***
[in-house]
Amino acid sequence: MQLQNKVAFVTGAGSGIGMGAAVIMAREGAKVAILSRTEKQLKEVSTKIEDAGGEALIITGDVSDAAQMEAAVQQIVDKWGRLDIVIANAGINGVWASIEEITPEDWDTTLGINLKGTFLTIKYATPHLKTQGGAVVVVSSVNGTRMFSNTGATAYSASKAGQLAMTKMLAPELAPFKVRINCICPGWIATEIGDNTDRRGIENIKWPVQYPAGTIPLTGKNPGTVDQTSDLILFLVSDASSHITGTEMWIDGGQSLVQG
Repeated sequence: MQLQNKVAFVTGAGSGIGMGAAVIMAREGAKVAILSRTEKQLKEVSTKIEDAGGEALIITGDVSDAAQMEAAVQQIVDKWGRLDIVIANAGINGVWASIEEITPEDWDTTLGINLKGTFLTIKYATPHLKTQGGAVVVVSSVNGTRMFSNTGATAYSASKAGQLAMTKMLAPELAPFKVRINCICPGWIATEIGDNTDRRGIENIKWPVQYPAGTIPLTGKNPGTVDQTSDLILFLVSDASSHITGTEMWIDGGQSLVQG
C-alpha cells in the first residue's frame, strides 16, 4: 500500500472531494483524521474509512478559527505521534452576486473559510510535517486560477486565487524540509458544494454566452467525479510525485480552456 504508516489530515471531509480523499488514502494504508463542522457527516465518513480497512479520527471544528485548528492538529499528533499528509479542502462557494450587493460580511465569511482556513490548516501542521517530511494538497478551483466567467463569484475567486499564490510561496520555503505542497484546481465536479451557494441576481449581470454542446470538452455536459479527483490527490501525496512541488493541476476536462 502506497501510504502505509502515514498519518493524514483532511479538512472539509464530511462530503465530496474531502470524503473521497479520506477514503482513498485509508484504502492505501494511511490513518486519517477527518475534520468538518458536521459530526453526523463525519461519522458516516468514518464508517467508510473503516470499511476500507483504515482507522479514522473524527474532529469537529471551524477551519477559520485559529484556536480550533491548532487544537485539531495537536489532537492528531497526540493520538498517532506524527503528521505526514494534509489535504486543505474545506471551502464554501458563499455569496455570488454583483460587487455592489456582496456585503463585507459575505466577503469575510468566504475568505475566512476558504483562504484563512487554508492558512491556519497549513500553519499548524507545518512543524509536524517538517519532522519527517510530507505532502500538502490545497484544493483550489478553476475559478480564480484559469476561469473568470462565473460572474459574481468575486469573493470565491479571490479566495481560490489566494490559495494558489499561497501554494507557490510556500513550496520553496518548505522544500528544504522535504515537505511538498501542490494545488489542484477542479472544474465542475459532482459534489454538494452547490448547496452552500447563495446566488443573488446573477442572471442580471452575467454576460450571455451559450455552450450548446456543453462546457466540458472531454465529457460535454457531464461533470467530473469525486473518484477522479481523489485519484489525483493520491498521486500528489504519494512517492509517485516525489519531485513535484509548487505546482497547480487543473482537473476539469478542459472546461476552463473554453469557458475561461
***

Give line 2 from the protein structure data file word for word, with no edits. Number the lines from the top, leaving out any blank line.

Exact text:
Amino acid sequence: MQLQNKVAFVTGAGSGIGMGAAVIMAREGAKVAILSRTEKQLKEVSTKIEDAGGEALIITGDVSDAAQMEAAVQQIVDKWGRLDIVIANAGINGVWASIEEITPEDWDTTLGINLKGTFLTIKYATPHLKTQGGAVVVVSSVNGTRMFSNTGATAYSASKAGQLAMTKMLAPELAPFKVRINCICPGWIATEIGDNTDRRGIENIKWPVQYPAGTIPLTGKNPGTVDQTSDLILFLVSDASSHITGTEMWIDGGQSLVQG